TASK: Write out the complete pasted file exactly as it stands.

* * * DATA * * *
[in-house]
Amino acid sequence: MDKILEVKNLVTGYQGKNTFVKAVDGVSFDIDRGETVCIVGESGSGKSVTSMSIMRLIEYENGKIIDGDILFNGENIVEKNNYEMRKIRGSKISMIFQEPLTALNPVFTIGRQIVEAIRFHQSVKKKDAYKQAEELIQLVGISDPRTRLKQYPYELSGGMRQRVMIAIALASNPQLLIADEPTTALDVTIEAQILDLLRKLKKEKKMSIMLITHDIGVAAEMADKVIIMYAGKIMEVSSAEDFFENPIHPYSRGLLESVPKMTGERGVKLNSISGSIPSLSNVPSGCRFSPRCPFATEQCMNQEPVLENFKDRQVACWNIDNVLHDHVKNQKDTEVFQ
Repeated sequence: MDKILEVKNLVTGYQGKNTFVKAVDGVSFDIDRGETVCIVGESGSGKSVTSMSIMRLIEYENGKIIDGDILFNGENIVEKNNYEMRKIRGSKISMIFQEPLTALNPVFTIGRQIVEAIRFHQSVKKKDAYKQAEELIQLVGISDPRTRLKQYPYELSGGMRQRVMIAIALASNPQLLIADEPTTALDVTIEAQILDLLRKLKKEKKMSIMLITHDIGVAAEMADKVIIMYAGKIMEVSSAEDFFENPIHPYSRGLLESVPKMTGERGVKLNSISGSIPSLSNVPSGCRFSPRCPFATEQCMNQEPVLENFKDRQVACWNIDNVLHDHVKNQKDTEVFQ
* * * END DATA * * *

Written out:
[in-house]
Amino acid sequence: MDKILEVKNLVTGYQGKNTFVKAVDGVSFDIDRGETVCIVGESGSGKSVTSMSIMRLIEYENGKIIDGDILFNGENIVEKNNYEMRKIRGSKISMIFQEPLTALNPVFTIGRQIVEAIRFHQSVKKKDAYKQAEELIQLVGISDPRTRLKQYPYELSGGMRQRVMIAIALASNPQLLIADEPTTALDVTIEAQILDLLRKLKKEKKMSIMLITHDIGVAAEMADKVIIMYAGKIMEVSSAEDFFENPIHPYSRGLLESVPKMTGERGVKLNSISGSIPSLSNVPSGCRFSPRCPFATEQCMNQEPVLENFKDRQVACWNIDNVLHDHVKNQKDTEVFQ
Repeated sequence: MDKILEVKNLVTGYQGKNTFVKAVDGVSFDIDRGETVCIVGESGSGKSVTSMSIMRLIEYENGKIIDGDILFNGENIVEKNNYEMRKIRGSKISMIFQEPLTALNPVFTIGRQIVEAIRFHQSVKKKDAYKQAEELIQLVGISDPRTRLKQYPYELSGGMRQRVMIAIALASNPQLLIADEPTTALDVTIEAQILDLLRKLKKEKKMSIMLITHDIGVAAEMADKVIIMYAGKIMEVSSAEDFFENPIHPYSRGLLESVPKMTGERGVKLNSISGSIPSLSNVPSGCRFSPRCPFATEQCMNQEPVLENFKDRQVACWNIDNVLHDHVKNQKDTEVFQ